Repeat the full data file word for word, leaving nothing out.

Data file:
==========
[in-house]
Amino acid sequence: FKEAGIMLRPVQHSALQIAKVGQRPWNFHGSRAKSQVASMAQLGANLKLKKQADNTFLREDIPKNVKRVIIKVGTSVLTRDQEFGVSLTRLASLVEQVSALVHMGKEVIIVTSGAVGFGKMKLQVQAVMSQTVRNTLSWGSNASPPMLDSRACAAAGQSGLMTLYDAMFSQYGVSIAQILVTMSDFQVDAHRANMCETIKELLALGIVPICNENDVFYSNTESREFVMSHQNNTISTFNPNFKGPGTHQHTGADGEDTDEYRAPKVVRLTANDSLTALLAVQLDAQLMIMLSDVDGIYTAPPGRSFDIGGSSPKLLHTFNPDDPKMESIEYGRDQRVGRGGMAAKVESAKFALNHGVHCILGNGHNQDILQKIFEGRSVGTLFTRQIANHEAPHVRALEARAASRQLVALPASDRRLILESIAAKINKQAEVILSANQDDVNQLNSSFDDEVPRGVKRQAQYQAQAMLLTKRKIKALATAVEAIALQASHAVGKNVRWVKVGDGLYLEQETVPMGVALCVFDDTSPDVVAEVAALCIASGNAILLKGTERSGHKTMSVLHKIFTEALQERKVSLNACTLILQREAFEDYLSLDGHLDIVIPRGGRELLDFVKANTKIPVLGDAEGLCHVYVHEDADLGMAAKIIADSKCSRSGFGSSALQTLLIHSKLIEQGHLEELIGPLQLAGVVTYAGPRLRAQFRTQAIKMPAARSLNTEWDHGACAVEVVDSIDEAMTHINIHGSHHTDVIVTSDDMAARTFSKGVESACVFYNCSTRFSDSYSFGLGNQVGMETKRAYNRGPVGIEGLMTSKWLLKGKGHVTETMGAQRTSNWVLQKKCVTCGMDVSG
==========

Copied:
[in-house]
Amino acid sequence: FKEAGIMLRPVQHSALQIAKVGQRPWNFHGSRAKSQVASMAQLGANLKLKKQADNTFLREDIPKNVKRVIIKVGTSVLTRDQEFGVSLTRLASLVEQVSALVHMGKEVIIVTSGAVGFGKMKLQVQAVMSQTVRNTLSWGSNASPPMLDSRACAAAGQSGLMTLYDAMFSQYGVSIAQILVTMSDFQVDAHRANMCETIKELLALGIVPICNENDVFYSNTESREFVMSHQNNTISTFNPNFKGPGTHQHTGADGEDTDEYRAPKVVRLTANDSLTALLAVQLDAQLMIMLSDVDGIYTAPPGRSFDIGGSSPKLLHTFNPDDPKMESIEYGRDQRVGRGGMAAKVESAKFALNHGVHCILGNGHNQDILQKIFEGRSVGTLFTRQIANHEAPHVRALEARAASRQLVALPASDRRLILESIAAKINKQAEVILSANQDDVNQLNSSFDDEVPRGVKRQAQYQAQAMLLTKRKIKALATAVEAIALQASHAVGKNVRWVKVGDGLYLEQETVPMGVALCVFDDTSPDVVAEVAALCIASGNAILLKGTERSGHKTMSVLHKIFTEALQERKVSLNACTLILQREAFEDYLSLDGHLDIVIPRGGRELLDFVKANTKIPVLGDAEGLCHVYVHEDADLGMAAKIIADSKCSRSGFGSSALQTLLIHSKLIEQGHLEELIGPLQLAGVVTYAGPRLRAQFRTQAIKMPAARSLNTEWDHGACAVEVVDSIDEAMTHINIHGSHHTDVIVTSDDMAARTFSKGVESACVFYNCSTRFSDSYSFGLGNQVGMETKRAYNRGPVGIEGLMTSKWLLKGKGHVTETMGAQRTSNWVLQKKCVTCGMDVSG